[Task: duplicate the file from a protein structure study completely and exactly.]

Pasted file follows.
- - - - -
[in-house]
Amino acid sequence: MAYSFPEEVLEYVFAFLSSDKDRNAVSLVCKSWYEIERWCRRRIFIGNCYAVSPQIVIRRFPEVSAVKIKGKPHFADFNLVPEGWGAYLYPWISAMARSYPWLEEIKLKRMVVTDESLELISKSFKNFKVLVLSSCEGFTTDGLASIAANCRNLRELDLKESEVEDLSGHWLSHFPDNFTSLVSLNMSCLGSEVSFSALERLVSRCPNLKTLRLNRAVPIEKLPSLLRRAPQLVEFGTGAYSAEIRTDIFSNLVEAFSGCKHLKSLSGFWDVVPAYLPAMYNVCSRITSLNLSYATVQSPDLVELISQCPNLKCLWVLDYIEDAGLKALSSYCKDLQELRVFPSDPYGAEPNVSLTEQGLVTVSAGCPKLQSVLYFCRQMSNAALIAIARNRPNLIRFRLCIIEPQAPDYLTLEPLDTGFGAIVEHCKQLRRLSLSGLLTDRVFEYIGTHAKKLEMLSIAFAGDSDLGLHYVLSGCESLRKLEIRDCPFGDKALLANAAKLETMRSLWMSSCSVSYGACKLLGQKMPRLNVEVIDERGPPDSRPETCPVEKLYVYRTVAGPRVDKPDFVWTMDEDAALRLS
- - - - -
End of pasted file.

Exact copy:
[in-house]
Amino acid sequence: MAYSFPEEVLEYVFAFLSSDKDRNAVSLVCKSWYEIERWCRRRIFIGNCYAVSPQIVIRRFPEVSAVKIKGKPHFADFNLVPEGWGAYLYPWISAMARSYPWLEEIKLKRMVVTDESLELISKSFKNFKVLVLSSCEGFTTDGLASIAANCRNLRELDLKESEVEDLSGHWLSHFPDNFTSLVSLNMSCLGSEVSFSALERLVSRCPNLKTLRLNRAVPIEKLPSLLRRAPQLVEFGTGAYSAEIRTDIFSNLVEAFSGCKHLKSLSGFWDVVPAYLPAMYNVCSRITSLNLSYATVQSPDLVELISQCPNLKCLWVLDYIEDAGLKALSSYCKDLQELRVFPSDPYGAEPNVSLTEQGLVTVSAGCPKLQSVLYFCRQMSNAALIAIARNRPNLIRFRLCIIEPQAPDYLTLEPLDTGFGAIVEHCKQLRRLSLSGLLTDRVFEYIGTHAKKLEMLSIAFAGDSDLGLHYVLSGCESLRKLEIRDCPFGDKALLANAAKLETMRSLWMSSCSVSYGACKLLGQKMPRLNVEVIDERGPPDSRPETCPVEKLYVYRTVAGPRVDKPDFVWTMDEDAALRLS